This is said to have influenced Chengiz Khan who adopted the dish in parts to sustain his army and eventually created the first form of what the world knows as kebabs. The art of flavoring rice - not with stock but a spice or two - was yet another innovation from coastal India. While the origin of flavored rice dishes like curry leaf rice or coconut rice was necessity based - rice is an anecdote in every meal - not many know that it was Asia's first pilaf, which unknowingly created the first fried rice.

The legend has it that when Ma Huan arrived in India as part of the Imperial Chinese fleet under Cheng Ho in 1403, he was stunned to find pilafs. It is said that he stayed back to learn the art of making it and also discovered many versions of using it.

The iddiappaim is said to have inspired the Chinese, who visited India to sell their silkware, to create noodles and later, egged the Arabs to develop the popular sewiyan.

The handmade sewiyan was the first industry that was footed by Arab traders, who settled in the Muziris, as an alternative to the long grain rice they had back home. It was the Sangam Era mappillai samba rice that supposedly reached the Ottomon Empire that led to the creation of pulav and paella in Spain. Of course, there is an argument made in favor of the muri ghonto, a Kalinga-Bangla specialty and a port delicacy at Kalingapatnam and Tamralipta, which could have inspired the paella, given the use of seafood and parboiled rice.

Much like how the mutton chukka of Karikal Chola time inspired the Indonesian satay and the Sikanderi raan led to the creation of the kutti chara — a whole goat stuffed with chicken or arikadaka —mussels and rice flour cooked in — shell. It wasn't just the art of stuffing that coastal India was known for.

Two of the interesting culinary techniques that emerged from the coastal India was the no-oil cooking (santula and patua for example) and the art of combining vegetables with meat for flavors like the Bengali chorchuri.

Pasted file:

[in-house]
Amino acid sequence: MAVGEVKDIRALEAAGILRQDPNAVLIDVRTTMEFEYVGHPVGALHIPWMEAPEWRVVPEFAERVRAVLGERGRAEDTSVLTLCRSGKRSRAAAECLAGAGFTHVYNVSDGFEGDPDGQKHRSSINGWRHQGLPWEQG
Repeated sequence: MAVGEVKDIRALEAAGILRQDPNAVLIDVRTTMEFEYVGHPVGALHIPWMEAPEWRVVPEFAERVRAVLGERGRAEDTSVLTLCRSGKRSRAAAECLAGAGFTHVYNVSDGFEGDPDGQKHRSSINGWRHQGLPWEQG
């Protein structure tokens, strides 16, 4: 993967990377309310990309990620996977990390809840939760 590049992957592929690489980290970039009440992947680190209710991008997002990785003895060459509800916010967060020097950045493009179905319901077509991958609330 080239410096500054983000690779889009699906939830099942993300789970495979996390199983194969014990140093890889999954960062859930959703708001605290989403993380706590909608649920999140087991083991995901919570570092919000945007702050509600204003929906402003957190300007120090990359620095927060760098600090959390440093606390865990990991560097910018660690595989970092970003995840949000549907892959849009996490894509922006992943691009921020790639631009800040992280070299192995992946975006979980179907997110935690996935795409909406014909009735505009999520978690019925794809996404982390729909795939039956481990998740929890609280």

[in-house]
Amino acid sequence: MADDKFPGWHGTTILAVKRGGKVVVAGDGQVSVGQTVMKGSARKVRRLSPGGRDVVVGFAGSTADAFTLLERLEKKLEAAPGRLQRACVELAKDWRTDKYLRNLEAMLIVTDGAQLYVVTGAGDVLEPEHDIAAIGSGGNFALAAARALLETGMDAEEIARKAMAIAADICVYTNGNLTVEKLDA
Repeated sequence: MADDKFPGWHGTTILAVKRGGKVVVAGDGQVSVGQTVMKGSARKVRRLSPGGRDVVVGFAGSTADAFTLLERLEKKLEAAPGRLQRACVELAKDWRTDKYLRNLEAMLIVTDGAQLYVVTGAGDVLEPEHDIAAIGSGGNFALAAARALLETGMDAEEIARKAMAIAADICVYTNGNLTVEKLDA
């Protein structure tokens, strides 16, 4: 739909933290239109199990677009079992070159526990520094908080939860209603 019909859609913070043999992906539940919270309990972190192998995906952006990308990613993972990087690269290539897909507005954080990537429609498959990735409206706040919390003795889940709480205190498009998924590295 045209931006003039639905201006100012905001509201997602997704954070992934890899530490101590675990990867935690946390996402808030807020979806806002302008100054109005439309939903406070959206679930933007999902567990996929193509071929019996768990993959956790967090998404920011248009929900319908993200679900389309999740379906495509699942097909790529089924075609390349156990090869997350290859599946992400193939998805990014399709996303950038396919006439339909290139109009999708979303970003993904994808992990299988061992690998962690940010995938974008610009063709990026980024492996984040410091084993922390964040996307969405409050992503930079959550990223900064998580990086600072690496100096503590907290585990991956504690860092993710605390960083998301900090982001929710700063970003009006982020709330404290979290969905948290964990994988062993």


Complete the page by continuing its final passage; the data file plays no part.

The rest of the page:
Another example of culinary brilliance in the coastal cuisine is the ingenuity to use a plant completely. So while the banana fruit is used as ready sweetener for breakfast (chuda-dahi-banana or pottu-sugar-banana), the flower was used initially to create a variety of kebabs and koftas that eventually was adopted for meat-lovers.

In fact, manja (banana stem) much like yam and jackfruit, was as big a part of the meat eating community of coastal India as for non-meat lovers.

The Bahmani kings, who eventually toppled the Vijayanagara Empire, were instrumental in popularizing yam and jackfruit by making traditional dishes part of their elaborate meal which were later picked by Shahjahan to be a part of his feast.

According to old Silk Route ledgers, the all-popular phirni first came to the southern coast of India as bahtiyeh from Khuzestan (Iran) along with balal, a tangy style of corn on the cob. Bahtiyeh, which in its earlier iteration was a gruel of rice powder and milk boiled together, was incorporated into the payasam category and refined further by adding jaggery and cardamom. While it developed into a grainy kheer in the south, in Odisha, it developed into gointa gudi or what many food historians today believe could have led to the idea of rasmalai and the Maharashtrian modak.